By Scott Prichett
Last month we examined developing a unique selling proposition to help market your business. This month, we’ll address something simple, yet very important to the perception of your brand to consumers: How to use customer service to help market your business efficiently and effectively? We believe that this installment will provide insights into how you and your employees can do more to grow your business every day.
Economic development in Indian Country means an uptick in diversified businesses are being started. Tribes and tribal members are entering the business world and/or expanding their businesses more today than ever before. And that sometimes means learning a lot, in a very short timeframe, about marketing and customer service.
Marketing is usually viewed as one thing, and customer service as another. Sure, it would appear on the surface that the goals are different, too. Marketing is about customer acquisition—or getting new customers. Customer service concerns customer retention—or keeping the ones that you already have.
But it doesn’t take a lot of thought to realize these two efforts are absolutely complementary to one another, and that they can overlap significantly. The customer retained based on great service adds to the total number of customers, just as the one acquired from marketing efforts does. Conversely, the customer lost due to poor service reduces the customer count, requiring an additional acquisition to make up for that loss to remain at the same customer count.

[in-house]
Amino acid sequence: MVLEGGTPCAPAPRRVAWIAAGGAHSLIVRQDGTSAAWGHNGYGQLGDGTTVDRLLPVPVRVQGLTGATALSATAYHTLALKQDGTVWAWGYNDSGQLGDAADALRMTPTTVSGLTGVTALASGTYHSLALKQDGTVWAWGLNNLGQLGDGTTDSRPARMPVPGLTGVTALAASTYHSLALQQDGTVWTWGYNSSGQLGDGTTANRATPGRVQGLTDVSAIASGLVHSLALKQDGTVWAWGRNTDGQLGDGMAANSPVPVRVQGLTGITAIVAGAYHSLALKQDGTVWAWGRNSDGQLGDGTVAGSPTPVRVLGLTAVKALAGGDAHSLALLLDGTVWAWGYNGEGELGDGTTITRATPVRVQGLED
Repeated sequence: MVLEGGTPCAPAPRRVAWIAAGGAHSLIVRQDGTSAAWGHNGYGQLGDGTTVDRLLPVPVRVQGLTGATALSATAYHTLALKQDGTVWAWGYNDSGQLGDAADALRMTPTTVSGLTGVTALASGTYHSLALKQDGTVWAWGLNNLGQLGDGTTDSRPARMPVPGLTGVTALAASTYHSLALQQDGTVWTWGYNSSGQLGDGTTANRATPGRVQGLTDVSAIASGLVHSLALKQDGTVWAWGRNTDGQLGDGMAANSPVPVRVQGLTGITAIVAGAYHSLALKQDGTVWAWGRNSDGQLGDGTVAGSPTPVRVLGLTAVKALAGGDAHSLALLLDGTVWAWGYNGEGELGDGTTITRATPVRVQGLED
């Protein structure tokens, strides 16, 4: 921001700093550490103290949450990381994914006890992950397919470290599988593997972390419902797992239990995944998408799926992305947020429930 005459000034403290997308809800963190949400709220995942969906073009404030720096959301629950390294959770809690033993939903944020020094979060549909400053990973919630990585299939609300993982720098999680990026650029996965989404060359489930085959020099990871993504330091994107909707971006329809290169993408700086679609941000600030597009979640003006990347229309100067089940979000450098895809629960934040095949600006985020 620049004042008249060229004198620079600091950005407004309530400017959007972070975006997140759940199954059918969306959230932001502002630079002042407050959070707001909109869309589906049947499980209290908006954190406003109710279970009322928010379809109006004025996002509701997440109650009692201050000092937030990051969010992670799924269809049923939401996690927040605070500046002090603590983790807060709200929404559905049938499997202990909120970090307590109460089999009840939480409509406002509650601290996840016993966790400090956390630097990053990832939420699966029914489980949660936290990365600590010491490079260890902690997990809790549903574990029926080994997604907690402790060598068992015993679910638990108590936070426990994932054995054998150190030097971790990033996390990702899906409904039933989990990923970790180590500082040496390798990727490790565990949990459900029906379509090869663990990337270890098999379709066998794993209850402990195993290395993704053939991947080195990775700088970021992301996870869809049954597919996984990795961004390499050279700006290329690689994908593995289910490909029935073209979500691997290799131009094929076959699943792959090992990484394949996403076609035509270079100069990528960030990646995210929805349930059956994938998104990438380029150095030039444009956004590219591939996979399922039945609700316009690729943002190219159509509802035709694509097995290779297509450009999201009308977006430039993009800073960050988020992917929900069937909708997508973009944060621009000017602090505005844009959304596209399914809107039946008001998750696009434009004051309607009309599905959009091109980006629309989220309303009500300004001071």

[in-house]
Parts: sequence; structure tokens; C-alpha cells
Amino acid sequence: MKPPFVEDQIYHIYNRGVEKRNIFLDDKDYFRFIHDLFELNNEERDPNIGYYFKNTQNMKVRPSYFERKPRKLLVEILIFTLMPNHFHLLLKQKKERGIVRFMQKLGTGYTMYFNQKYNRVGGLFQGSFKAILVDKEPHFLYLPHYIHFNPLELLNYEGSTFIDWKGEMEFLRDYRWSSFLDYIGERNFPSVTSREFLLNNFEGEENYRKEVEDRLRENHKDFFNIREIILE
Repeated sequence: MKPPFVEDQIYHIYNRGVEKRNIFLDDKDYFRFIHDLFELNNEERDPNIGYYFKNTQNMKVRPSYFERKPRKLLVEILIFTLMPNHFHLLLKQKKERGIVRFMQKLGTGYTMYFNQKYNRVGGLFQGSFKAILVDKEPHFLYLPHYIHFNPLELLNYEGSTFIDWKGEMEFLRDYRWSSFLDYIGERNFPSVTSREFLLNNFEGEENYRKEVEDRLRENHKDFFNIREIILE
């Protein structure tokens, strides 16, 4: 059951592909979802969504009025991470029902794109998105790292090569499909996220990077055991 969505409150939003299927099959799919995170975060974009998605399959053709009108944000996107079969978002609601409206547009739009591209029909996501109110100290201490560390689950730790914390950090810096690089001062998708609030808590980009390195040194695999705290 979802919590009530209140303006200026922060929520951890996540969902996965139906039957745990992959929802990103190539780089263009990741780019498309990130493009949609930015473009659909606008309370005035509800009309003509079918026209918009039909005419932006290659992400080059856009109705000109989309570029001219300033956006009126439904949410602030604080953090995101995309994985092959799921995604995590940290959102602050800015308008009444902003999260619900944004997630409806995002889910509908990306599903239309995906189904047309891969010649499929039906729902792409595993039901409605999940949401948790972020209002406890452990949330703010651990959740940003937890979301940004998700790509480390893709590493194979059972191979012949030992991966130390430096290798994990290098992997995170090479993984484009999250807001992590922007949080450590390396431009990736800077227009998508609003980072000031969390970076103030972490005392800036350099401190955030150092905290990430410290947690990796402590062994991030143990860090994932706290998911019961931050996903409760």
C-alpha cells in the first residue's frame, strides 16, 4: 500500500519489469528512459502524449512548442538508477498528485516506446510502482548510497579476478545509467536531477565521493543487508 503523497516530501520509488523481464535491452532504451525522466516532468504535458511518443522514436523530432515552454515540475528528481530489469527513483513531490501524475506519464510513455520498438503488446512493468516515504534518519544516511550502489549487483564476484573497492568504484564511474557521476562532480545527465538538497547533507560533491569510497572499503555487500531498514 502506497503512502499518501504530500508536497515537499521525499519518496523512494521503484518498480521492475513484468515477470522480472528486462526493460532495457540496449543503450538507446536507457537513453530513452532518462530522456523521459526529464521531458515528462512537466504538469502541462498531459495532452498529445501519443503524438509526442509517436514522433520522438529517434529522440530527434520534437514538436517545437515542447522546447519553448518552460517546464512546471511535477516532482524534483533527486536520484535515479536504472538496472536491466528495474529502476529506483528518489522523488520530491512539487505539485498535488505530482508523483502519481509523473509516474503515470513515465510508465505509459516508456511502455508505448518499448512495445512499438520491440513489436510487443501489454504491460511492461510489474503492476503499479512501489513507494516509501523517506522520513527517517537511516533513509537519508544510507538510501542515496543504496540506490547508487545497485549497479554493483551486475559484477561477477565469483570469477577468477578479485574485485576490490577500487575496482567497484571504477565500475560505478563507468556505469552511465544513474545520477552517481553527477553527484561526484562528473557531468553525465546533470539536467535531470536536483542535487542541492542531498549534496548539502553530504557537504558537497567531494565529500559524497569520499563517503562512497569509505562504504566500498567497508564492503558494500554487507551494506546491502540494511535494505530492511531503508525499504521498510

It’s way more impactful to your bottom line when both marketing and customer service are working well together.
Good customer service does not need to cost a lot, unlike most marketing efforts. After all the time, effort and money spent on marketing to create awareness, interest and desire, hopefully action happens—a new customer will actually walk into your business.
What happens then? What kind of attention and service do they get? What is your plan to keep them as a customer now?
Those are important questions. Customer service acts as an integral brand extension, and needs to fulfill the marketing promise, so delivering a customer experience that matches expectations on a consistent basis is key to driving business growth.
But there’s another surprisingly simple component worth considering. The Customer Contact Council, an organization devoted to measuring loyalty, developed a Customer Effort Score (CES) in 2008. It strongly indicates that simply being easy to do business with pays off—big time.
The CES asks customers to answer this simple question:
“How much effort did you personally put forth to handle your request?”
The answers are scaled and then matched to repeat purchases by customers who answered. And it appears that customer loyalty can be driven by simply reducing the effort the customer needs to make to satisfy their desire. In other words—the more effortless it is for the customer to satisfy their need with you, the more loyal the customer will be, especially nowadays.
With that in mind, let’s look at some things that increase difficulties for customers, which can drive them away: